The final week is marked by an intense struggle against the clock. In
general meetings- first among the language groups, then with the entire
assembly-the synod fathers produce a "final declaration." Often that
document requires an agonizing editing session, through Thursday night and
into Friday morning, before the product is read to the full plenary
session on Friday, and the inevitable press conference brings the synod to
In the end, a list of "propositions"- ideas for concrete action-is
presented to the pope. (That list is not made public.) Peter's successor
receives these propositions and uses them as the basis for an apostolic
exhortation on the theme that has been discussed during the month of the
On this occasion, in October 1994, the synodal discussion of consecrated
life is like open-heart surgery for the Church. As one bishop remarked,
the world of the religious is like "a state within the state" of the
Church. There is no shortage of delicate problems.
Differences of perspective
The first problem, without doubt, is the question of "identity" in
religious life. Does religious life mean that one should be consecrated
heart and soul to God, or that one should be a social activist, free of
Bishop Dario Castrillon Hoyos of Columbia said it is time to make a clear
decision. He denounced, in turn, the "false prophecy, and often the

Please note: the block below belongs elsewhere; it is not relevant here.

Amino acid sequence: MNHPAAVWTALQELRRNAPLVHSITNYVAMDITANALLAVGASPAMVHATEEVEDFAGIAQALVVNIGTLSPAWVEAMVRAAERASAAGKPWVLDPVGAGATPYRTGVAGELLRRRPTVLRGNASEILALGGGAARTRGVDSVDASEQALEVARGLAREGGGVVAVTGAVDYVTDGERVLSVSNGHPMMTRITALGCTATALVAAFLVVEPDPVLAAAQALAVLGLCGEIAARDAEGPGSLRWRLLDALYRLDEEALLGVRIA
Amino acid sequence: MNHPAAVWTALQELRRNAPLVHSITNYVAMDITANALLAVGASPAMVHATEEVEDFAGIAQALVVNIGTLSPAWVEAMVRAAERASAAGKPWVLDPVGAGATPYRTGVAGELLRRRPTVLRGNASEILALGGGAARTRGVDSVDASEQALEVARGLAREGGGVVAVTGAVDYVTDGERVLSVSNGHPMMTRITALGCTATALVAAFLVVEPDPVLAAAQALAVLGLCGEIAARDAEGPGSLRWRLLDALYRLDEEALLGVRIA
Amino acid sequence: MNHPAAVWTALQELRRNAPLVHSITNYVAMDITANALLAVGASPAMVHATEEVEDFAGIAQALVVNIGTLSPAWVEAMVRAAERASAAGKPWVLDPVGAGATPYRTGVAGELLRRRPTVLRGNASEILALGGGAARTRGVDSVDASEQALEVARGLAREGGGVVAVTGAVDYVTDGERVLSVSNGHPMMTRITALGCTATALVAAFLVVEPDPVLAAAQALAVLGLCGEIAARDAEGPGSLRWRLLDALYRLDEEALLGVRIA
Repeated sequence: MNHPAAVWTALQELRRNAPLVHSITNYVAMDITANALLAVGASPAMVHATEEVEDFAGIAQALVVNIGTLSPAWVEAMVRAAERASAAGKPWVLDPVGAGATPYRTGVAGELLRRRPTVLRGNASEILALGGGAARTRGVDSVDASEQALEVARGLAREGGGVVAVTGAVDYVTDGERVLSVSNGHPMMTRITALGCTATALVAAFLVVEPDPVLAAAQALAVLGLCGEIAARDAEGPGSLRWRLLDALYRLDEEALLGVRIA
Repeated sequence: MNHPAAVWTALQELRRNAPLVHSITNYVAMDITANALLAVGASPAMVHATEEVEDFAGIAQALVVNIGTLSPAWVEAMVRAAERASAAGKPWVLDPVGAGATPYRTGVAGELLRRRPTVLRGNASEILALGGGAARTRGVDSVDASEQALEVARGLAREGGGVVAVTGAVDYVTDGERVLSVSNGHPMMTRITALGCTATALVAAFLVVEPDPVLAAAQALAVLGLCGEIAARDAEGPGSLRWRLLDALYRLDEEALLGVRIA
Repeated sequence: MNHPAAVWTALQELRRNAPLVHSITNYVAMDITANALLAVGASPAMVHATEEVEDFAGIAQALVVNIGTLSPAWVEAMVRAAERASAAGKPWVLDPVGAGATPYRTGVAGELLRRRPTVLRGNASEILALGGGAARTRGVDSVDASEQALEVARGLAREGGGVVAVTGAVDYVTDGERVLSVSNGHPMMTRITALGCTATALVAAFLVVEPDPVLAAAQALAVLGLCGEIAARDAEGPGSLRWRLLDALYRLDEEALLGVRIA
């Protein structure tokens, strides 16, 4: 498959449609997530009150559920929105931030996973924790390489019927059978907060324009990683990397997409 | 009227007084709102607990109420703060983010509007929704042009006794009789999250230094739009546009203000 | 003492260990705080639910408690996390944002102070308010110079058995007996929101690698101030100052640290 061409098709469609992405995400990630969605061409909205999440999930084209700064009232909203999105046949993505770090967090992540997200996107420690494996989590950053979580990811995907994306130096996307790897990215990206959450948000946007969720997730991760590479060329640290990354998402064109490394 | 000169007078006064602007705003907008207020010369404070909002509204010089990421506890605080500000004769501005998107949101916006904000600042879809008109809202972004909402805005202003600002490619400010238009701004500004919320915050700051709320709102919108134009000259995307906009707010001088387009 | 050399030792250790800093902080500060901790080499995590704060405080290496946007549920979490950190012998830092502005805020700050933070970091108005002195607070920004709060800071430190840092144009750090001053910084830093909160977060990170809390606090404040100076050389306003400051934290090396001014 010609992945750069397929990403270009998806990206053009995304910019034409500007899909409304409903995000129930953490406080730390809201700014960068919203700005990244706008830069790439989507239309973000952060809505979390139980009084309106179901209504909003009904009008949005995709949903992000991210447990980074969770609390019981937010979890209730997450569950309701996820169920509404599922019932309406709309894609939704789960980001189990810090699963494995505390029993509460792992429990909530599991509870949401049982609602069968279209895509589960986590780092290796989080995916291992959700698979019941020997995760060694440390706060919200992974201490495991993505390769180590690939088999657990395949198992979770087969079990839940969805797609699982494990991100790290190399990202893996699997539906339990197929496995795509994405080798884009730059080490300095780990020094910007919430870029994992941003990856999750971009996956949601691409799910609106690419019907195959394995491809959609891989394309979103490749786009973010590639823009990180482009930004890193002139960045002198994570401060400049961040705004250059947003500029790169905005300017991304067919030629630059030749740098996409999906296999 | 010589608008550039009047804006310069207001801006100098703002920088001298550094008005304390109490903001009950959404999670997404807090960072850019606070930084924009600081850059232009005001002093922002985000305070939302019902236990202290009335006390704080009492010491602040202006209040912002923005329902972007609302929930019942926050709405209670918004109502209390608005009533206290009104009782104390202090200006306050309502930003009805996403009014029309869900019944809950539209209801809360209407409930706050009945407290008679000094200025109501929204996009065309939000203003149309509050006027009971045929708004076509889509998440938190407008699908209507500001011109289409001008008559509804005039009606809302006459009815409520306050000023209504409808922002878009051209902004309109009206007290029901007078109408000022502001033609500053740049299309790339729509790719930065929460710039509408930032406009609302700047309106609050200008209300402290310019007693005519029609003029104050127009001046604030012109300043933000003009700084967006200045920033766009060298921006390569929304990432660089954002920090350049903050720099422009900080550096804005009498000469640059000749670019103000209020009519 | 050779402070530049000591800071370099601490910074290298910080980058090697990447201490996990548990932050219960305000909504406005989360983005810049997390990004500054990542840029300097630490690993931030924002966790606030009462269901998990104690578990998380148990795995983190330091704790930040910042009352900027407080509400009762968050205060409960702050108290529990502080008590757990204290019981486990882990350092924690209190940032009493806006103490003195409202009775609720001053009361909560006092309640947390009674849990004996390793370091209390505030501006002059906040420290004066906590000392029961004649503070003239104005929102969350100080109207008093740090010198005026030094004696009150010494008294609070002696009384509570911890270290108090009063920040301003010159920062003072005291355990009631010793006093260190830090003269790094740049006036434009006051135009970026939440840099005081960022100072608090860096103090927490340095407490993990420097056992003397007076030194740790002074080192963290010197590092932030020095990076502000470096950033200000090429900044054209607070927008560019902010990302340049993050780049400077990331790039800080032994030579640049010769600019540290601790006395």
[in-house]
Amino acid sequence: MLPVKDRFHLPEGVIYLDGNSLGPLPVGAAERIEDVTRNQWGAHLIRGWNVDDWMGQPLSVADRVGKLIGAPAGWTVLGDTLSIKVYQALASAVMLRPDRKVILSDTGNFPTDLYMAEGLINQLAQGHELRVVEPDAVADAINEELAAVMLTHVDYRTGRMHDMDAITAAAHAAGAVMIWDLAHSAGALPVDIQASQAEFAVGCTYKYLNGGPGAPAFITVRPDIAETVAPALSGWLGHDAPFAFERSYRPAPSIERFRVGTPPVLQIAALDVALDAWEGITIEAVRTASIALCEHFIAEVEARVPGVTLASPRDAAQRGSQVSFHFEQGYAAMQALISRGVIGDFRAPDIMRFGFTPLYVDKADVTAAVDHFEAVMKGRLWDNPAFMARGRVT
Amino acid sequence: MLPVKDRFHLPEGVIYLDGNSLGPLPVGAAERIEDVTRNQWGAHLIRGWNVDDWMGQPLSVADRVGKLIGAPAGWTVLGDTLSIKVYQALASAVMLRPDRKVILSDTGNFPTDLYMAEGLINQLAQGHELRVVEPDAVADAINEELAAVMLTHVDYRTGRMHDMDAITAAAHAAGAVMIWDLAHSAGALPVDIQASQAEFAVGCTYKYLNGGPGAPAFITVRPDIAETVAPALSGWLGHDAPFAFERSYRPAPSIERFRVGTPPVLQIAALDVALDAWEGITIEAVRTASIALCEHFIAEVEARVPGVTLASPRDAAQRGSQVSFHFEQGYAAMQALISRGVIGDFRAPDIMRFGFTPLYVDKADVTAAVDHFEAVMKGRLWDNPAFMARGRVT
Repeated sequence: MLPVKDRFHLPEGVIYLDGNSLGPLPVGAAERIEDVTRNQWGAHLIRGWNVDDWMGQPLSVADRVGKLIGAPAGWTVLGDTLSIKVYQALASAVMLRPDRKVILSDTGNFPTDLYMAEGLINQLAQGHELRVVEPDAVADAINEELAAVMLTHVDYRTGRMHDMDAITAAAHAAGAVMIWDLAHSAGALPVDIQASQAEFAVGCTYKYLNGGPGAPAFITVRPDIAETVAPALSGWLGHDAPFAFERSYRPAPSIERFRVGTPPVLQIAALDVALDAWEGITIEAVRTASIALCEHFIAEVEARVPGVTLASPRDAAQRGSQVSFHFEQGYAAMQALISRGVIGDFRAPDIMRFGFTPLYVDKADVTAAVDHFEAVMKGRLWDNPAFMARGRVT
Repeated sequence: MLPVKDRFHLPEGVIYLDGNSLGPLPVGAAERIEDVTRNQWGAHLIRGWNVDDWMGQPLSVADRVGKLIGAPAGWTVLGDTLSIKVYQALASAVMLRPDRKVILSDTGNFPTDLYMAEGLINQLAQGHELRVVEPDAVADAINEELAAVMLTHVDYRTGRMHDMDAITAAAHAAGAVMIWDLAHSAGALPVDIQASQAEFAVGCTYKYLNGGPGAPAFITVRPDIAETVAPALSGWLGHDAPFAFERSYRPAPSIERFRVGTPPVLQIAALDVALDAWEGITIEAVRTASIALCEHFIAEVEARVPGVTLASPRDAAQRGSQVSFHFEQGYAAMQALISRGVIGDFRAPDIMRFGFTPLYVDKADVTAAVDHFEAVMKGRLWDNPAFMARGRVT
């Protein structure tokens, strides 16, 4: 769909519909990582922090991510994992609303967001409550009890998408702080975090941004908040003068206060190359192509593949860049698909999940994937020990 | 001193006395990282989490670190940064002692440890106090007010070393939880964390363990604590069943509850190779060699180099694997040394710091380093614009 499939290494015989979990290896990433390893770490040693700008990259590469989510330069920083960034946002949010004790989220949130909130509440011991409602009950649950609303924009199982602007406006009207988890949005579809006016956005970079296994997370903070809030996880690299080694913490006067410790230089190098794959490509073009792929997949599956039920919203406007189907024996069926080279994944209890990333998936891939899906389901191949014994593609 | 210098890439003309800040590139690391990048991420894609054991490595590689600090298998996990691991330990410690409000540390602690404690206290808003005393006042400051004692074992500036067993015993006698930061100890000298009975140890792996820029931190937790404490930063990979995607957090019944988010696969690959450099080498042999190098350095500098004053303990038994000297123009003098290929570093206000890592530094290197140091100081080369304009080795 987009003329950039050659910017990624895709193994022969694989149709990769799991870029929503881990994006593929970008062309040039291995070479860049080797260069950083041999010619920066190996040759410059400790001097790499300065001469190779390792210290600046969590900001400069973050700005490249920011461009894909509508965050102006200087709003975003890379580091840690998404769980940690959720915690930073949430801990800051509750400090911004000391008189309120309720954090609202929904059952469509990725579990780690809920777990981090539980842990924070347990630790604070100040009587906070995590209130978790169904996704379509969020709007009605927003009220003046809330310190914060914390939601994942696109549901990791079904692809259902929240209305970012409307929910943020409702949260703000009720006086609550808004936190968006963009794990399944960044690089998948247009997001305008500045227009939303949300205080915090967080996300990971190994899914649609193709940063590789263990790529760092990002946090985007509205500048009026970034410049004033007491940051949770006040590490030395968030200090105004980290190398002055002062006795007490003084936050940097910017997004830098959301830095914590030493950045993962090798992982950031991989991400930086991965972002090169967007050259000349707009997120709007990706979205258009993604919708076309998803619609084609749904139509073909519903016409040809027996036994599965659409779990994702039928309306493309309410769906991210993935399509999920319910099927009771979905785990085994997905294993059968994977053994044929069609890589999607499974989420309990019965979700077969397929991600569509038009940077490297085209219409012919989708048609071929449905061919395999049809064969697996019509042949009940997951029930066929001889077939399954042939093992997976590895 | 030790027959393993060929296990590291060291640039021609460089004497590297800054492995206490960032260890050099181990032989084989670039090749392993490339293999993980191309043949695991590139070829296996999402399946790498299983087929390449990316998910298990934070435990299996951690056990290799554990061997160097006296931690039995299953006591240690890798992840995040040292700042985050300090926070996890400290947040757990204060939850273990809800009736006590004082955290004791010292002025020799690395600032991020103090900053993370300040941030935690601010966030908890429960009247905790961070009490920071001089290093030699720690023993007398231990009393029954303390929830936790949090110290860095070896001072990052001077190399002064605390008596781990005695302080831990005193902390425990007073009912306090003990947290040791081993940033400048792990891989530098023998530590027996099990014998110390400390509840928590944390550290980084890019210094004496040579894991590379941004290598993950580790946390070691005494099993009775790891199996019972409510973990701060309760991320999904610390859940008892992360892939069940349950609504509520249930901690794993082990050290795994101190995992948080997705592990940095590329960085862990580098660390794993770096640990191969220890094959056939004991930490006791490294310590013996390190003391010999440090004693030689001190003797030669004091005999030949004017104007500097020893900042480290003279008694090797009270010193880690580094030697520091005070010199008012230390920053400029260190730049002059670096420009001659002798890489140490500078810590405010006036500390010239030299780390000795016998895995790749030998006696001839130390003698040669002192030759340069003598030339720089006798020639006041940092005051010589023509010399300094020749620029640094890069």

hypocrisy," the "parallel magisterium" developing among religious, the
fact that it is "exceptional" to maintain fidelity to Rome, and the
involvement of religious in social work "whose sanctity remains to be
The reporter general of the synod, Cardinal Basil Hume of England, also
posed the question in a very official form at the opening of the synod's
work "What is to be done when consecrated people take public positions
contrary to those of the bishops and the pope? What is to be done when the
centers of formation, or publications, or charitable activities are in
opposition to the magisterium?"
Even before the synod opened, the Italian cardinal Fiorenzo Angelini
sketched out the causes of the crisis in religious life: "an insufficient
insistence on prayer in the process of formation...speaking a great deal
about poverty while living in enviable, even irresponsible, economic
security...the failure to practice obedience...the absence of distinctive
religious dress...individual bank accounts and credit cards...the
abandonment of the cloister...a labor-union mentality."
In response, or at least in contrast, the Philippine bishop Orlando
Quevedo offered a defense of "the radical option for the poor" which many
religious choose. They "abandon the security and regularity of
institutional religious life to immerse themselves in the life of the
poor," he explained. As he saw it-and he is far from being alone in his
beliefs- these religious are experimenting with "a more democratic form of
leadership." Their vows betoken "a prophetic strength, both social and
religious, which says No to the exploitation of humans and to economic
deprivation." Unfortunately, Bishop Quevedo continued, these religious
"are thought of as activists" and sometimes regarded as "ideologically
Efforts to bridge the chasm
In clear and radical contrast to Bishop Quevedo's suggestions, Archbishop
Janis Pujats of Latvia recommended to his peers that they should summarily
expel the "black sheep" from their seminaries.
In an effort at synthesizing these views, the Polish bishop Tadeusz
Goclowski suggested this formula: "The preferential option for the poor is
not a true expression of consecrated life if it is not, at the same time,
a clear religious witness." His brother from Nicaragua, Bishop Juan